• Change management becomes easier and in a timely manner
    • Disadvantage:
      • Duplicate Reporting – team members have two different bosses, one their functional manager, another project manager of the project they have been assigned to.
      • Sometimes conflicts would arise between departments.
      • Information and workflow in multiple directions

  • Projectized: In a Projectized set-up, every entity is organized around projects. Once a project is complete, the team is released. The resources of that project are reassigned to another project.  The project manager makes every crucial decision including that on budget. All of the decisions about a project’s schedule, quality, and resources are taken by the project manager.  All said and done, the complete accountability lies with the project manager and he becomes responsible for the success or failure of the project. For example, a contractor or a consulting company is organized like this.


  • Team reports to one manager
  • No multi-direction flow, only single point focus on projects
  • Change response happen rapidly
  • High project commitment
  • Accountability for strong and disciplined line of communication and status updates.



  • High cost to the enterprise
  • Team members cannot appraise their skill sets
  • Duplication of resources
  • Career insecurity


  • Composite – The last type of organization, a composite organization, is one that changes the authority level of the project manager from project to project. In one project, it might be more like that of Projectized organization, and in another project, more like a functional organization.

In a nutshell, Functional organizations are set up to give authority to functional managers, Projectized organizations give it to the PMs, and Matrix organizations share responsibility and authority between the two. Functional organizations are usually painted in a negative light because they tend to give less authority to project managers.

For the PMP exam, if you see a question that mentions a Project Manager’s role in some way, and if it doesn’t up front mention which kind of organization is being described, then we must assume that the question is talking about a matrix organization.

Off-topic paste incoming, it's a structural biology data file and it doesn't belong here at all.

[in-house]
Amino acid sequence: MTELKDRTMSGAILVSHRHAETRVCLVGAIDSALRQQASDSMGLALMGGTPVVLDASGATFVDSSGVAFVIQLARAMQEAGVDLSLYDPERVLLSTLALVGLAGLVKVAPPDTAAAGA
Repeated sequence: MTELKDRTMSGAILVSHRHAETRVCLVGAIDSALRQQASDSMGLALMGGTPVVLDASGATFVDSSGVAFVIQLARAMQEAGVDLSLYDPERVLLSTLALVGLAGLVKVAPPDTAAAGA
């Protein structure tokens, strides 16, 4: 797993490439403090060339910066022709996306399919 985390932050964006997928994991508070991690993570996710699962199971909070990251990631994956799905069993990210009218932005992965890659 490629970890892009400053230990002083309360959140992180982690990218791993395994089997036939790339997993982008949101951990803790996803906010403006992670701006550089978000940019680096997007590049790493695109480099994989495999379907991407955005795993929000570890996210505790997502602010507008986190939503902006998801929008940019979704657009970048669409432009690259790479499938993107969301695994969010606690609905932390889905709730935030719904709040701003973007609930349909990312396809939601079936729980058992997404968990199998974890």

The diagram below depicts how from Functional to Projectized, the authority of a Project Manager goes on increasing.


Practice Questions

1. A project manager is having trouble securing designers for his project. Every time he asks the Creative manager for resources, she denies saying they’re all assigned to other work. So he has to everytime reach out to her superiors and over-rule her. Which type of organization is she working for?

  1. Functional
  2. Weak Matrix
  3. Strong Matrix
  4. Projectized

Answer. C. (The Project Manager in this scenario can overrule the functional manager, so he’s working in a Strong Matrix organization.)

2. In which type of organization, the set-up is hierarchical, traditional and the employees report to their departmental managers?

  1. Functional
  2. Strong Matrix
  3. Projectized
  4. Composite

Answer. A.


In this article we have explained about the organization structures. If you have any questions, please write it in the comments section.

About Pavan Gumaste

Pavan Rao is a programmer / Developer by Profession and Cloud Computing Professional by choice with in-depth knowledge in AWS, Azure, Google Cloud Platform. He helps the organisation figure out what to build, ensure successful delivery, and incorporate user learning to improve the strategy and product further.

2 thoughts on “PMP : Different Kinds of Organizational Structures”

  1. Hi,

    Though you have explained well but I am still not able to identify the correct organization​ type in most of the pmp questions. Can you please let me know some keywords to identify? Thanks in advance.